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The Monty Hall Paradox
Get your head around the Monty Hall Paradox and change the way you think about risk, chance and decision-making.
I recently came across a reference to "The Monty Hall Paradox", a discussion based on a show called "Let's Make a Deal".
It meant nothing to me so I looked it up on the internet and was immediately stunned. There are dozens, maybe hundreds or even thousands of websites dedicated to this phenomenon. The problem is as simple - it goes like this:
You are asked to pick one of three doors. Goats are behind two of them and a new car is behind the other. After you choose your door, but before it's revealed to you, the host of the show opens one of the doors you didn't choose and reveals a goat. He then asks if you'd like to switch from your initial choice to the remaining door. And that's when everything falls apart. All the host has done is to introduce a trace of doubt into your mind. At that moment you doubted him and doubted yourself. And you are probably incapable of making any decision at that instant.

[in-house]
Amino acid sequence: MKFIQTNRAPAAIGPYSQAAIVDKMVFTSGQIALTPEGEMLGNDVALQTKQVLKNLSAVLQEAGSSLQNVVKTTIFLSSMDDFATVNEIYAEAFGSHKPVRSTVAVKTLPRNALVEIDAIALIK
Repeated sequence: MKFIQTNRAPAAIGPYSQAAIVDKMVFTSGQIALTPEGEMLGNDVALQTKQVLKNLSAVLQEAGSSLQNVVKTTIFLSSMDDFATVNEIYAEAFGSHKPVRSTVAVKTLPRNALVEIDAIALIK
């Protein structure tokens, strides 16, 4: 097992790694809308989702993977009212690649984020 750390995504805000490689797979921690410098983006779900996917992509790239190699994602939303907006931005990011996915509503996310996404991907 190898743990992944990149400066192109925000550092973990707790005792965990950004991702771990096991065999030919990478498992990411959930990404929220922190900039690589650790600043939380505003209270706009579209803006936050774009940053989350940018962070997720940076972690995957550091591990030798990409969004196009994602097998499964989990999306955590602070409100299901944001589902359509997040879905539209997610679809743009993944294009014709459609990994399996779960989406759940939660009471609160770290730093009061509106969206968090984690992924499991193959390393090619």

According to the arguments and debates on the internet, you stand a better chance of winning, twice as good, actually, if you switch your choice. It sounds crazy and the arguments for and against are convoluted and difficult to follow.
The Monty Hall Paradox is called a veridical paradox, that is, a puzzle that produces a result that appears absurd but is nevertheless demonstrated to be true. There are many different types of paradoxes, some making sense and others seemingly impossible. Just the definition of a paradox is confusing enough: A paradox is an apparently true statement or group of statements that leads to a contradiction or a situation which defies intuition. Get it?